Meet and Greet New Arrivals in

(photos clockwise)

Welcome to Tassie: Welcoming Jhinky (2nd from left) and her
2 children to Tasmania

Beautiful ladies at the Meet n Greet

Some of the attendees at the Meet and Greet of New arrivals
in Hobart

Emie Smith and Emy Ogoy at the Candlelight vigil organised
by the Jodi Law Foundation

Florence Parker (center) and Yabbo Thompson (right) at the
Amnesty International workshop

Teresa Page (2nd from right) celebrated her 50th birthday with Liezl Correa, Alma Pongco and
Marie Palencia

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  • Labor candidate puts forward student bus plan to ease gridlock on Tasmania’s roads

    SCHOOL bus transport would be free for primary and high school children if Labor were to regain government at the next state election, the party’s candidate for the Upper House seat of Elwick said yesterday.

    Josh Willie said the plan would form part of Labor’s broader transport strategy and was designed to help ease family budgets and unprecedented traffic congestion on Tasman­ian roads.

    Mr Willie said that under the policy, students would be given free transport to and from their nearest school.

    Where a student was ­enrolled in a school further from their nearest campus, the full concession fare price would apply, he said.

    “It’s essential more Tasmanian kids get back on public buses to help alleviate rapidly growing traffic problems, particularly in the northern Hobart area,” Mr Willie said.

    “As I have campaigned through the northern suburbs over the past six weeks, literally hundreds of mums and dads have told me they can no longer depend on bus ­services.”


    Source : themercury.com.au

  • TASMANIA NEWS: Festival Fun in a Celebration of Diversity

    Thousands of people celebrated cultures and traditions from around the world at the Moonah Taste of the World Festival held at the end of March.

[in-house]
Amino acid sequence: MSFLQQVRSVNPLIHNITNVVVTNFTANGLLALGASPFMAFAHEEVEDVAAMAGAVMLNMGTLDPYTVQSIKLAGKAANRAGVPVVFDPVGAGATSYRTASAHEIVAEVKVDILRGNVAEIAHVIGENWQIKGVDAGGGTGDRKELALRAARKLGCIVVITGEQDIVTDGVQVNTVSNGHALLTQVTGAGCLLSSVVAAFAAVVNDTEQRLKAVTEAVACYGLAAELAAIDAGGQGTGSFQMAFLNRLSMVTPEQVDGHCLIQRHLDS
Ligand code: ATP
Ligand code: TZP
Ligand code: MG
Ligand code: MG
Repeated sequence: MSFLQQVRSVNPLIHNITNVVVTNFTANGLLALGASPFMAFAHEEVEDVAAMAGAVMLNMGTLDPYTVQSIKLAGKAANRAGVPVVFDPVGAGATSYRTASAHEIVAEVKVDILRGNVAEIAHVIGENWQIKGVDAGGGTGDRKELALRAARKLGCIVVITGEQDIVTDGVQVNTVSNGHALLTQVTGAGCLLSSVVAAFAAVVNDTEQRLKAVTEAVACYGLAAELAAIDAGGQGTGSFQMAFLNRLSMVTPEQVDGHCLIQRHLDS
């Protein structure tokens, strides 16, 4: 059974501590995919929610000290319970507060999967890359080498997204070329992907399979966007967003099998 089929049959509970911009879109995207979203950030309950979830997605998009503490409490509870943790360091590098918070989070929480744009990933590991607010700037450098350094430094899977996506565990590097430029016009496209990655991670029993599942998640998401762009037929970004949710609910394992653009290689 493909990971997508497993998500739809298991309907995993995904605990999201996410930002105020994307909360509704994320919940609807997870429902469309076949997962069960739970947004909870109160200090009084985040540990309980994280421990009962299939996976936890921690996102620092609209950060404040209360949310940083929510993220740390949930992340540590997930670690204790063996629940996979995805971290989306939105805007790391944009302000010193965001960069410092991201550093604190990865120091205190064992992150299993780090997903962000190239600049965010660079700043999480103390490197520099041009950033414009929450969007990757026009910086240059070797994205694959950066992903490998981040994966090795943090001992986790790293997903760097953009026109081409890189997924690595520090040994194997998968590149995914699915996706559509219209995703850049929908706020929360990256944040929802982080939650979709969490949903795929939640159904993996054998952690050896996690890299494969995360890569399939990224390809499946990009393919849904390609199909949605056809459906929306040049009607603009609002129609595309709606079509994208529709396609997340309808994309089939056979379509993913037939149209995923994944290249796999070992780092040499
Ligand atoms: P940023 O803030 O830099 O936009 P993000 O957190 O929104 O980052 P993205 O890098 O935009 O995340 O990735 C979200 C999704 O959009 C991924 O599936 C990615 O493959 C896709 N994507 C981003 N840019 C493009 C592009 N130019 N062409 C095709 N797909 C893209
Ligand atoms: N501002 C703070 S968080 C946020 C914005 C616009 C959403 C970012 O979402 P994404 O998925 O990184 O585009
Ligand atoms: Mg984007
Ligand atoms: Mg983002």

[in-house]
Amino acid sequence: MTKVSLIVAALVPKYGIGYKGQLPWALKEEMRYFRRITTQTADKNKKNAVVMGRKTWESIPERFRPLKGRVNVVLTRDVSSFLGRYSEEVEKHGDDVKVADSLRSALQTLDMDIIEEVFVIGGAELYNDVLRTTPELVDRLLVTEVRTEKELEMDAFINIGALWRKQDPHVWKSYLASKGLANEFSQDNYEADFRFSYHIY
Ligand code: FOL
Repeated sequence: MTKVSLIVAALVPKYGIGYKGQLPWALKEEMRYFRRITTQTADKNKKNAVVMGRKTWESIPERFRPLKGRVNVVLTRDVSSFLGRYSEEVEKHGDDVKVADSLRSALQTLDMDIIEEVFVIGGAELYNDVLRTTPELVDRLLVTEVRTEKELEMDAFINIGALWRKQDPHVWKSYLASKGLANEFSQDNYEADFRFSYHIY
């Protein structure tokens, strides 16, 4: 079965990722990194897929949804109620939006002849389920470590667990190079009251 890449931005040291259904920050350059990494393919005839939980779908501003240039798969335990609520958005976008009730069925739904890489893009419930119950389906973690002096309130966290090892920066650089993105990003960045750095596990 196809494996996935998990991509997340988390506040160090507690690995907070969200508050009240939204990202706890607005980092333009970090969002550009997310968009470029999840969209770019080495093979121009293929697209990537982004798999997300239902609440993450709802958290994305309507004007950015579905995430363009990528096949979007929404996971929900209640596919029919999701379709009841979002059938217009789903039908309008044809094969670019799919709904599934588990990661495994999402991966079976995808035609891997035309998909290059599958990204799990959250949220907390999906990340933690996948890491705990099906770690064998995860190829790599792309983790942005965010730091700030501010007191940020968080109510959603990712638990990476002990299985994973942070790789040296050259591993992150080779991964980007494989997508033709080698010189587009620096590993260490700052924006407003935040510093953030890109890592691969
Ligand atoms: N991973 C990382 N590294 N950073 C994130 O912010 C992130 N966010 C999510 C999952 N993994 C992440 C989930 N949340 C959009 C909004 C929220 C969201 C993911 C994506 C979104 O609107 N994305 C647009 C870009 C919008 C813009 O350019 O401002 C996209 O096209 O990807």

The Festival is an annual event run by Glenorchy City Council at Benjafield Park in Moonah, Tasmania.
    The Festival offers food, music, dance and entertainment from around the world, with dozens of nationalities represented.
    A highlight of the day was the performance from Cuban band El Son Entero, who performed as part of the Tasmanian International Arts Festival.
    The group have wowed audiences all over Tasmania with their authentic music, in what was their first international tour outside of Cuba.
    The crowds also enjoyed a variety of community dance performances on the OneCare Main Stage, including festival favourites the Lion Dance from the Buddhist Community of Tasmania and the Morova Serbian dance group from Melbourne.
    Other musical highlights included local and mainly young musicians from African, Persian, Indian and Afghani backgrounds, performing on the increasingly popular global music stage.
    28 vendors shared their food in the Nyrstar Eat Street with patrons sampling food from Germany to Bhutan and everywhere in between.
    Each stallholder had some information about where their food came from and why they were participating at the Festival, which was appreciated by Festival patrons.
    There were also a number of cultural and children’s activities running throughout the day.
    The Good Food for Good Living Marquee run by Glenorchy Council’s Cultural Diversity Advisory Committee was hugely popular with costumes, displays and demonstrations.
    Patrons enjoyed cooking demonstrations from around the world and got to sample food such as “koko” from Afghanistan and traditional Serbian Baklava, as well as participating in a wine making demonstration.
    The Festival was supported by the Tasmanian Government and major sponsors OneCare and Nyrstar. (Andrea Marquardt, Glenorchy City Council)

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